For some, food has been a good friend, support, strength, comfort, and love. Initially, after changing your eating habits and developing a new healthier lifestyle, your relationship will food will change. Unfortunately, this change often triggers food grief.
Grieving over the loss of the role food once played in your life is normal, and most people go through it. It is a natural step in the re-birth process after dieting. It is time to say goodbye to those foods that made you overweight and unhealthy. They are no longer part of your life, and isn’t that a blessing? You may be wondering how long food grief will last. Unfortunately, food grief doesn’t have a time limit. The best answer seems to be “as long as it takes.”
Also, try to remember that losing these foods is not deprivation. It’s freedom from the damage, pain, and suffering they were causing you and your body. It’s time to celebrate your hard work and new healthy lifestyle and choose to keep your focus on what you have since gained, such as increased confidence, energy, health, and possibly a new wardrobe!
Worden’s (1991) model of grief argues that we have ‘tasks’ when we grieve. These include:
- Accepting the reality of the loss
- Experiencing the pain of the loss
- Adjusting to a new life without the lost person (in this case food)
- Reinvestment in the new reality.
The TEAR Model of Grief illustrates these four tasks of mourning:
T: To Accept The Loss
Accepting the loss of the role food once played in your life can be challenging. While some people accept the loss immediately, others take time to say their final goodbye. However, accepting the loss is the first step to dealing with food grief. According to the TEAR model of grief, it is important to tell your story. Find a safe, positive, and non-judgmental environment where you can think, process, and talk freely with a trusted loved one or a Behavioral Weight Loss Specialist. This step is vital to your food grief process.
E: Experience The Pain Of Loss
The second step of the TEAR model is the core of the process. Allowing yourself to feel pain can be incredibly difficult and overwhelming, as it can seem long and never-ending. If you are unsure how you should mourn, you can follow this simple model that shows you how to let yourself open and experience your pain in five (also “TEAR”) steps.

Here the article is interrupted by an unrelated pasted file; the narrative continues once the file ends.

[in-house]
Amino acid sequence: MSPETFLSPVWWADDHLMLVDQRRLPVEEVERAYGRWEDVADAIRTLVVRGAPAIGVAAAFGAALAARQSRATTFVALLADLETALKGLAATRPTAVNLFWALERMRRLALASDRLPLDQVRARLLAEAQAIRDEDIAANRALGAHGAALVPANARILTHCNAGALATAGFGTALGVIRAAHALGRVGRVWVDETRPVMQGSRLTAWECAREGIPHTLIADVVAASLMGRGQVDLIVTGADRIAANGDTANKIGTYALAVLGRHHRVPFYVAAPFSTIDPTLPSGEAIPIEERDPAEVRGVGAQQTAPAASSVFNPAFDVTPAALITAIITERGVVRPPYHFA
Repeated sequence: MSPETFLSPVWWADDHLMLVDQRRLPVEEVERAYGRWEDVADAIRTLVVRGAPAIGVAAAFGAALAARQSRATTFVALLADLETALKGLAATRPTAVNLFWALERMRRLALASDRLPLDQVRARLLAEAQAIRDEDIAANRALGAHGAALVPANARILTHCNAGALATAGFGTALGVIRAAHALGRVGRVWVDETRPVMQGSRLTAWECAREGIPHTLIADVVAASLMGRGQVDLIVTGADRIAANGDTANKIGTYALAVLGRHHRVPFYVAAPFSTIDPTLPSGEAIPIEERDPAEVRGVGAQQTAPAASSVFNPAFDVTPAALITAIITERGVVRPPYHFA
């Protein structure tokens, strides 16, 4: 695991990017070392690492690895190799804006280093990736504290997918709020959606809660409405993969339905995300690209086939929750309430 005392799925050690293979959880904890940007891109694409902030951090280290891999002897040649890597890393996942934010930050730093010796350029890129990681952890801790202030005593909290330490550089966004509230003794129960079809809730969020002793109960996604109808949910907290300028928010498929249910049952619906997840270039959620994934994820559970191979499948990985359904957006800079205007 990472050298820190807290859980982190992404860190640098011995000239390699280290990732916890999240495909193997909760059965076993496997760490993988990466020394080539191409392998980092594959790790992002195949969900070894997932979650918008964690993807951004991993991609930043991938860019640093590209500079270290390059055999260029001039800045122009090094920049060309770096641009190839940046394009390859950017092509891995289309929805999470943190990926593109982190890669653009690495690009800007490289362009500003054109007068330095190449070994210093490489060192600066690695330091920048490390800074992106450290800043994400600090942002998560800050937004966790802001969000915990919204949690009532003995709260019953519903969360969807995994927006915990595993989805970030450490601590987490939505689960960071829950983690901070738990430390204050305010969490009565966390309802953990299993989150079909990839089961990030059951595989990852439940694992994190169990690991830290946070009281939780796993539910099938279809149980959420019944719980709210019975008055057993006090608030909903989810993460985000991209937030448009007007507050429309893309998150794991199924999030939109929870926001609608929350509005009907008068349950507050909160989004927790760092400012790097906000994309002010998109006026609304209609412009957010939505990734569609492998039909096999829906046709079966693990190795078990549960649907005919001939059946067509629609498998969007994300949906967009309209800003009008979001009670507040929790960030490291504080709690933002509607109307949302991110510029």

- Talking: You may feel the need to isolate yourself from the world when experiencing deep grief, but the opposite actually helps you along. Instead of isolating yourself, try to express your feelings and talk it out with a trusted friend, relative, or Behavioral Weight Loss Specialist. Sharing your experience can lighten it and make it more tolerable.
- Exercise: Painful emotions can be released with physical activity and help you reduce feelings of anxiety, anger, and tension. It can also aid in relieving you of symptoms of depression and intense grief.
- Art therapy: Try creative expression through art and tap into your creative outlets to process your emotions on a subconscious level. Some examples of art therapy include painting, drawing, and scrapbooking.
- Recording emotions: Record your experiences by writing in a personal journal or diary. This simple and surprisingly effective method allows you to release emotions and unload your worries into a book. When you write down things, you witness, feel, and hear yourself in a private and safe environment.
- Sobbing: Tears are not signs of weakness. Tears are the purest expression of heartfelt love and profound sadness. Don’t stop yourself from crying when you have to. Tears can catalyze catharsis and will most likely help you feel better.
A: Adjust To New Environments
Adopting every step in the model to fully understand your grieving process is important. This method will help you adjust to your food grief. Naturally, mourning the loss of food takes time and effort and requires continual work on your grief-related emotions.
R: Reinvest In A New Relationship
After you have acknowledged the loss and started adjusting to life without your old relationship with food, you may feel a rejuvenated sense of relationships. You may want to forge new friendships, find a new romantic partner, or simply find more positive people in your life. After all, food is not a friend, lover, or loved one. It is simply fuel to keep your body functioning. Now that your unhealthy relationship with food is over, it is time to create healthy relationships.
Give yourself time and all the love you can to nurture yourself through the work of food grief. It’s a challenge, but it will eventually become easier when you do the work.
If you need help with coping with your food grief, call us at (800) 239-7830 to schedule a video appointment with Dr. Kim Feinstein, Psy. D., RM Behavioral Weight Loss Specialist.